It also called for governments to recognise the need for urgent action to address the declining morale and chronic skills shortages in the mental health workforce.

‘The greatest nursing shortage is in the area of mental health,’ said Judith.

‘It is a demoralising, stressful and distressing situation to be working with patients who are suffering and receiving inadequate or inappropriate care due to inadequate funding.’

Co-author of the report, Ian Hickie, Professor of Psychiatry and Executive Director of the Brain and Mind Research Institute, University of Sydney, said: ‘What we do not need is continued blaming of those who use the services, those professionals who provide the services of those independent bodies who report on them.

‘A continuation of this culture of blame will only worsen the workforce crisis in public sector mental health services,’ he said.

Damning report no surprise to mental health nurses

Suzi Neufeld, CNS at Camperdown Community Health Centre, said the report is no surprise to nurses working in the mental health sector.

‘We’re working in ridiculously understaffed circumstances.

‘Actually, it’s a relief that the situation has been made public. Nurses working in mental heath sector are always under pressure, working above and beyond the roles they are employed to do.

‘They are up against angry relatives who want more done for their sick relatives.

‘We are the meat in the sandwich between patients and their families and services with no funds.

‘It’s difficult and frustrating work. More funding is needed at the acute and community care ends,’ she said.

Suzi explained that the waiting lists for case managers at her service are getting longer.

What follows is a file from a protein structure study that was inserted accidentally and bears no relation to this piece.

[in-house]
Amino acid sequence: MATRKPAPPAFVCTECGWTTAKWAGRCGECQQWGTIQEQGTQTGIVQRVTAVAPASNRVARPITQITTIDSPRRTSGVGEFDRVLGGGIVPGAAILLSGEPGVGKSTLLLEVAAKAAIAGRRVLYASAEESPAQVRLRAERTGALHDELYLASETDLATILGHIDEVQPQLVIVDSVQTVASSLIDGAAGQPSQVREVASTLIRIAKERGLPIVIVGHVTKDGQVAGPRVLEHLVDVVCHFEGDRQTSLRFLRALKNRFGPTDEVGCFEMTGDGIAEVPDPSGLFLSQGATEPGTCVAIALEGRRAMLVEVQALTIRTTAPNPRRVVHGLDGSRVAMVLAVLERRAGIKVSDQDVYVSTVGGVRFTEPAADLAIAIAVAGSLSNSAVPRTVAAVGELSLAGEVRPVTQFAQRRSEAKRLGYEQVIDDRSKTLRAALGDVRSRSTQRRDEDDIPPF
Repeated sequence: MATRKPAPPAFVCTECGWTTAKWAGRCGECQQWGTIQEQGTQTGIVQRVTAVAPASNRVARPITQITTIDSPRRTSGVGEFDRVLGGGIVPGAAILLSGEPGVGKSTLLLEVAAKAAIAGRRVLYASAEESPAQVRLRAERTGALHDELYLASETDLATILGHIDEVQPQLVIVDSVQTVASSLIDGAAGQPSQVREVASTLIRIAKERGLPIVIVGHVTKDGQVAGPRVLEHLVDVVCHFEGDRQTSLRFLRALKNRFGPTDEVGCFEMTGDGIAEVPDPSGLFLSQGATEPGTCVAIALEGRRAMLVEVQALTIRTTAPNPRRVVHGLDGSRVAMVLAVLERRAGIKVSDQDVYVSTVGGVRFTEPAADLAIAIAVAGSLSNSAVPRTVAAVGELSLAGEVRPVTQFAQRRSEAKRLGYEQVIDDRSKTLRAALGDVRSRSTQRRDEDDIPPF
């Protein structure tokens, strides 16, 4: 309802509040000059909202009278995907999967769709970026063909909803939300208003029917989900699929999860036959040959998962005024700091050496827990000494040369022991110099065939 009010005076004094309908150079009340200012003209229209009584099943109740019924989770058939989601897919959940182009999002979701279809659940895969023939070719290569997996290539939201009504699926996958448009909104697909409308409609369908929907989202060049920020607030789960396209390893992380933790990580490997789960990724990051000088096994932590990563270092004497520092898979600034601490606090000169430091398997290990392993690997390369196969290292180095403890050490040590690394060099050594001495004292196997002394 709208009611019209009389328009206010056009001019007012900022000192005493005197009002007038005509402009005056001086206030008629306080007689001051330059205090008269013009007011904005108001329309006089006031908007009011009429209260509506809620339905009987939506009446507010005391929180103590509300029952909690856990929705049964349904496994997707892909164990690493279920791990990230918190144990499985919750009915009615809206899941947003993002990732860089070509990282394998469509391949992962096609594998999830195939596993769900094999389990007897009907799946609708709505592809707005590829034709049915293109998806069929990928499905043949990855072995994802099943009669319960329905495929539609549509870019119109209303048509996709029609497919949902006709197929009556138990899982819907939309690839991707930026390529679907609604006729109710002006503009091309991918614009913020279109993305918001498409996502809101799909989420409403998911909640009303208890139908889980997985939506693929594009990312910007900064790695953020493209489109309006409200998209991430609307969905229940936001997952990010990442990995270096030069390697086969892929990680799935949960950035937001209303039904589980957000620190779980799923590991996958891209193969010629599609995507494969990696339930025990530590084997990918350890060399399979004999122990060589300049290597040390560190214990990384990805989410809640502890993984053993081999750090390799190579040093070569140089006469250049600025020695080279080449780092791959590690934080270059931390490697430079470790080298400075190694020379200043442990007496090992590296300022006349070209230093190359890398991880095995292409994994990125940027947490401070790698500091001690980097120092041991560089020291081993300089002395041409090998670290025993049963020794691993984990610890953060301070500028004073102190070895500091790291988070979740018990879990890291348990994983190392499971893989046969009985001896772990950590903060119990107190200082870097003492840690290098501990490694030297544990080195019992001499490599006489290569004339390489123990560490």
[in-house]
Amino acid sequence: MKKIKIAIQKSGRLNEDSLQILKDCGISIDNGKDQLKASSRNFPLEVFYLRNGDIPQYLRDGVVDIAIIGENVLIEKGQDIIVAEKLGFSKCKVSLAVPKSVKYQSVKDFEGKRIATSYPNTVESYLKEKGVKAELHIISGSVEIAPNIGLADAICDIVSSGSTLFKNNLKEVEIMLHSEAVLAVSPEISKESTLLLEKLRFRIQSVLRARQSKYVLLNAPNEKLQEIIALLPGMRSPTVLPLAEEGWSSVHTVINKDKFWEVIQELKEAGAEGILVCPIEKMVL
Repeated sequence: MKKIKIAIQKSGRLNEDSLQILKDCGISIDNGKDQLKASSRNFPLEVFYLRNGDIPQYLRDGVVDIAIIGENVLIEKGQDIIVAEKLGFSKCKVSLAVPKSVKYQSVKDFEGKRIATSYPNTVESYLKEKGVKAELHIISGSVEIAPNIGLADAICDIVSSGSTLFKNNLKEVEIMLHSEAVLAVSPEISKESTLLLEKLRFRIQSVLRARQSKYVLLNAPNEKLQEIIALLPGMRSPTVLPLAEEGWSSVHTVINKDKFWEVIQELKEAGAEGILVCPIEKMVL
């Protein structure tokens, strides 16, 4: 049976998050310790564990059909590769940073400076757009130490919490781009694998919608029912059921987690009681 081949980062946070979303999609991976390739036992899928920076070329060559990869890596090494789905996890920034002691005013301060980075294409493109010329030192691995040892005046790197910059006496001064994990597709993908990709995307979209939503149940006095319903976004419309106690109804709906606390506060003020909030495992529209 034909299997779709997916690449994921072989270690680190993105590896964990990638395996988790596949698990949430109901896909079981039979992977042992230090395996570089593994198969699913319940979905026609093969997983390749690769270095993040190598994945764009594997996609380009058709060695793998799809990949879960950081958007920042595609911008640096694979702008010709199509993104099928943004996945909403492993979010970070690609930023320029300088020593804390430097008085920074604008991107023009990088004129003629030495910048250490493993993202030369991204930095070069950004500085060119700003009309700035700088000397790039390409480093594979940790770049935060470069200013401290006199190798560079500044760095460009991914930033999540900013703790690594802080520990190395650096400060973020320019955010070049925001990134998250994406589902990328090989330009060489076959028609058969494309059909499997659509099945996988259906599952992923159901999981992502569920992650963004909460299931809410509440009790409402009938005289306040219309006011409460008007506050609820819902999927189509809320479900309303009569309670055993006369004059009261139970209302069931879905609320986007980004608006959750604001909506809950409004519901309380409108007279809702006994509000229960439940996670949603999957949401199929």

‘The service is unable to fill vacancies for case managers so existing staff suffer heavy workloads and are under constant pressure. The crisis team is taking on the role of case managers because of the nurse shortages.

‘In the meantime, while people are waiting for services or receiving inadequate care, they are getting sicker.

Suzi said the nurses at the Camperdown Community Health Centre are fantastic at managing pressure, juggling workloads, and doing overtime ‘because there’s no one else to do the job’.

‘We do it for the patients. Just because we do it, doesn’t mean we should be working like this, nor is it right.’

Abbott ‘welcome to mental health system’

The Not for Service report and the systemic failures it describes received widespread media coverage at the time of the launch in October – especially the threat of a federal takeover of the mental health sector touted by federal Minister for Health Tony Abbott.

You’re welcome to it, said NSW Health Minister John Hatzistergos. ‘If Mr Abbott is serious about this proposal he should put his money where his month is. If he can guarantee that the federal government will provide more resources and better services, then NSW will not stand in his way.

Premier Morris Iemma backed the NSW Health Minister and
called for a national summit on mental health.

‘If Mr Abbott is serious about this proposal he should put his money where his mouth is.’
NSW Health Minister John Hatzistergos